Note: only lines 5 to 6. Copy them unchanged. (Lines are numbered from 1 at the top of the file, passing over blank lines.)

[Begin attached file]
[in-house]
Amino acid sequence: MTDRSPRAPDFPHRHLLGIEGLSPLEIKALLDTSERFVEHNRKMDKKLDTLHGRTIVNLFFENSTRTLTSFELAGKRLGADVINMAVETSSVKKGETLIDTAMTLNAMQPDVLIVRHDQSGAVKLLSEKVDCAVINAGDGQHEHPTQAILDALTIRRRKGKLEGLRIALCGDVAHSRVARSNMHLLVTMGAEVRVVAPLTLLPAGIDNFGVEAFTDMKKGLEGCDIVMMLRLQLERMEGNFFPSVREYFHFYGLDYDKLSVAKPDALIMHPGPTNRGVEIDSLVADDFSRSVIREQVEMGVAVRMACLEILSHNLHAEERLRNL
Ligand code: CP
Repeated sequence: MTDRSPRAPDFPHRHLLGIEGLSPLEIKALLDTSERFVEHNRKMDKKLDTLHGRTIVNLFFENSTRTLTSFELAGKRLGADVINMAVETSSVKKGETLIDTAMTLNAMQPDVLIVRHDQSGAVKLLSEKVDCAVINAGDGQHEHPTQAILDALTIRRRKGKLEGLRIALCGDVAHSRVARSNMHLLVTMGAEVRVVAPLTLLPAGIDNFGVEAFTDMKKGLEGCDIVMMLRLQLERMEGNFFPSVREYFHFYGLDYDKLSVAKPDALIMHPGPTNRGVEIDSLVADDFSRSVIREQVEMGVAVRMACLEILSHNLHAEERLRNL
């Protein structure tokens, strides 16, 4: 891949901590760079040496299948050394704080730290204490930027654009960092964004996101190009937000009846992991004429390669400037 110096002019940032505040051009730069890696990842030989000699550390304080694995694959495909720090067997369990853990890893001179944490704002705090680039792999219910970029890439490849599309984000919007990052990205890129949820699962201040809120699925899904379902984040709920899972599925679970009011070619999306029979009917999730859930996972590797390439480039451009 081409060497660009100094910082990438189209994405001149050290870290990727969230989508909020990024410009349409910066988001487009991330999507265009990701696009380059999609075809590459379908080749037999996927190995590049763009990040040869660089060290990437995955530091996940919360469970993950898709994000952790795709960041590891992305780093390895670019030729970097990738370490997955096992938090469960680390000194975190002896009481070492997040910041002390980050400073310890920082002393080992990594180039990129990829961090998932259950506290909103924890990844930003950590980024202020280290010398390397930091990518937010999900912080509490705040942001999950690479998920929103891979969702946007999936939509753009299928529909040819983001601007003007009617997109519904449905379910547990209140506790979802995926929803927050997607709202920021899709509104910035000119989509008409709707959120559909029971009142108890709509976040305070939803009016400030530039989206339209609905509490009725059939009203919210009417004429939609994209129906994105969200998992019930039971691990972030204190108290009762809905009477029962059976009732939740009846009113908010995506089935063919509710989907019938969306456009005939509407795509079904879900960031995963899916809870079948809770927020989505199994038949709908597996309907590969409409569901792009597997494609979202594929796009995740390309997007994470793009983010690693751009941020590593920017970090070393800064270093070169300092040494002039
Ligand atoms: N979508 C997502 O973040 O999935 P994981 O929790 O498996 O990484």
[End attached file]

């Protein structure tokens, strides 16, 4: 891949901590760079040496299948050394704080730290204490930027654009960092964004996101190009937000009846992991004429390669400037 110096002019940032505040051009730069890696990842030989000699550390304080694995694959495909720090067997369990853990890893001179944490704002705090680039792999219910970029890439490849599309984000919007990052990205890129949820699962201040809120699925899904379902984040709920899972599925679970009011070619999306029979009917999730859930996972590797390439480039451009 081409060497660009100094910082990438189209994405001149050290870290990727969230989508909020990024410009349409910066988001487009991330999507265009990701696009380059999609075809590459379908080749037999996927190995590049763009990040040869660089060290990437995955530091996940919360469970993950898709994000952790795709960041590891992305780093390895670019030729970097990738370490997955096992938090469960680390000194975190002896009481070492997040910041002390980050400073310890920082002393080992990594180039990129990829961090998932259950506290909103924890990844930003950590980024202020280290010398390397930091990518937010999900912080509490705040942001999950690479998920929103891979969702946007999936939509753009299928529909040819983001601007003007009617997109519904449905379910547990209140506790979802995926929803927050997607709202920021899709509104910035000119989509008409709707959120559909029971009142108890709509976040305070939803009016400030530039989206339209609905509490009725059939009203919210009417004429939609994209129906994105969200998992019930039971691990972030204190108290009762809905009477029962059976009732939740009846009113908010995506089935063919509710989907019938969306456009005939509407795509079904879900960031995963899916809870079948809770927020989505199994038949709908597996309907590969409409569901792009597997494609979202594929796009995740390309997007994470793009983010690693751009941020590593920017970090070393800064270093070169300092040494002039
Ligand atoms: N979508 C997502 O973040 O999935 P994981 O929790 O498996 O990484």